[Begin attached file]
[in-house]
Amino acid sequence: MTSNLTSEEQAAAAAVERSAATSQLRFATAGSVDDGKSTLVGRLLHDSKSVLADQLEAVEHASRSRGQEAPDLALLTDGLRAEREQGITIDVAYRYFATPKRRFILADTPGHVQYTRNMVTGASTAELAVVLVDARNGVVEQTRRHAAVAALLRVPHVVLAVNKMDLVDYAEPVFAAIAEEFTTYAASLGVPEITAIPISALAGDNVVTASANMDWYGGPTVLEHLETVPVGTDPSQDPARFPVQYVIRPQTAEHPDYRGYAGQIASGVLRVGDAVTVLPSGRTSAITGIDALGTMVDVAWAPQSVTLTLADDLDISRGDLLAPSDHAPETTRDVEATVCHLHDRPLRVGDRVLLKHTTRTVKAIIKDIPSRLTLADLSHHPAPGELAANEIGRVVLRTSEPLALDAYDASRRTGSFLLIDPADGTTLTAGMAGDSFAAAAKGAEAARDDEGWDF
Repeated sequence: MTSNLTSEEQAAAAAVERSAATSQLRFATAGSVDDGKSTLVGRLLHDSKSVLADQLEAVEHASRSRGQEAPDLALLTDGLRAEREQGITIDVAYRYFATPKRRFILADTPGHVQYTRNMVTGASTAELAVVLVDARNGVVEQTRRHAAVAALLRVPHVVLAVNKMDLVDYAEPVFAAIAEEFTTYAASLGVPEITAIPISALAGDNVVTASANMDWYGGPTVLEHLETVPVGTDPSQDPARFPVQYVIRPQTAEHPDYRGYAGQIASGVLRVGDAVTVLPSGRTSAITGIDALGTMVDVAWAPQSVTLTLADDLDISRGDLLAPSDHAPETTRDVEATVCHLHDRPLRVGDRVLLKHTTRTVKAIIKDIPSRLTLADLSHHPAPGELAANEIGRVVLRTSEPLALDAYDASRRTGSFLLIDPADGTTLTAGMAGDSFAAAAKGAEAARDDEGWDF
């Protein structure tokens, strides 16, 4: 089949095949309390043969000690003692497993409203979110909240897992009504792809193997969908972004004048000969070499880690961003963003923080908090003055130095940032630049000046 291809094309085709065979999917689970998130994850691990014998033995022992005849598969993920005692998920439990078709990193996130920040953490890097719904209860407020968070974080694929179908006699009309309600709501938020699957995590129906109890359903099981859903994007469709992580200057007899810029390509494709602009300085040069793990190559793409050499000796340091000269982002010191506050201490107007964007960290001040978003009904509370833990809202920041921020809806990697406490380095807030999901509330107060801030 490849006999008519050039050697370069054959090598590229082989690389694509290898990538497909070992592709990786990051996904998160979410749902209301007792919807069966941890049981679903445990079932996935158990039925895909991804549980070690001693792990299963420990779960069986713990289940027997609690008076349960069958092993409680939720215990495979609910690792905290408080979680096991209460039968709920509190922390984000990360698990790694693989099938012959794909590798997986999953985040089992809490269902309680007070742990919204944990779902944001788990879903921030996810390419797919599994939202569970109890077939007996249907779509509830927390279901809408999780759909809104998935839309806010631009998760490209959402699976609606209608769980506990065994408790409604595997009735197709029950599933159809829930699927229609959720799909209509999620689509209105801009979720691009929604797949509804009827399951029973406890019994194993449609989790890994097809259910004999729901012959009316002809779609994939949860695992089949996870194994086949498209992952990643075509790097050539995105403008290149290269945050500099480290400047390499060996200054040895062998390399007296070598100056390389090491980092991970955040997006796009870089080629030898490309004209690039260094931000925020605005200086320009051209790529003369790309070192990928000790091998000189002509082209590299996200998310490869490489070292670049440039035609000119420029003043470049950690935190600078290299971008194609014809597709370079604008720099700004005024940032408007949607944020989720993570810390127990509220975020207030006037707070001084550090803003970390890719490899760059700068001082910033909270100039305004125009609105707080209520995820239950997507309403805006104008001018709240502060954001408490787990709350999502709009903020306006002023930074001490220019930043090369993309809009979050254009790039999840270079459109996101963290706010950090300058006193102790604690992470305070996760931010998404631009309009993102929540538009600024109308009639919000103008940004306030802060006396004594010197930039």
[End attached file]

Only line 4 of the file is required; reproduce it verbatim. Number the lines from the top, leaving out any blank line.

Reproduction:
């Protein structure tokens, strides 16, 4: 089949095949309390043969000690003692497993409203979110909240897992009504792809193997969908972004004048000969070499880690961003963003923080908090003055130095940032630049000046 291809094309085709065979999917689970998130994850691990014998033995022992005849598969993920005692998920439990078709990193996130920040953490890097719904209860407020968070974080694929179908006699009309309600709501938020699957995590129906109890359903099981859903994007469709992580200057007899810029390509494709602009300085040069793990190559793409050499000796340091000269982002010191506050201490107007964007960290001040978003009904509370833990809202920041921020809806990697406490380095807030999901509330107060801030 490849006999008519050039050697370069054959090598590229082989690389694509290898990538497909070992592709990786990051996904998160979410749902209301007792919807069966941890049981679903445990079932996935158990039925895909991804549980070690001693792990299963420990779960069986713990289940027997609690008076349960069958092993409680939720215990495979609910690792905290408080979680096991209460039968709920509190922390984000990360698990790694693989099938012959794909590798997986999953985040089992809490269902309680007070742990919204944990779902944001788990879903921030996810390419797919599994939202569970109890077939007996249907779509509830927390279901809408999780759909809104998935839309806010631009998760490209959402699976609606209608769980506990065994408790409604595997009735197709029950599933159809829930699927229609959720799909209509999620689509209105801009979720691009929604797949509804009827399951029973406890019994194993449609989790890994097809259910004999729901012959009316002809779609994939949860695992089949996870194994086949498209992952990643075509790097050539995105403008290149290269945050500099480290400047390499060996200054040895062998390399007296070598100056390389090491980092991970955040997006796009870089080629030898490309004209690039260094931000925020605005200086320009051209790529003369790309070192990928000790091998000189002509082209590299996200998310490869490489070292670049440039035609000119420029003043470049950690935190600078290299971008194609014809597709370079604008720099700004005024940032408007949607944020989720993570810390127990509220975020207030006037707070001084550090803003970390890719490899760059700068001082910033909270100039305004125009609105707080209520995820239950997507309403805006104008001018709240502060954001408490787990709350999502709009903020306006002023930074001490220019930043090369993309809009979050254009790039999840270079459109996101963290706010950090300058006193102790604690992470305070996760931010998404631009309009993102929540538009600024109308009639919000103008940004306030802060006396004594010197930039």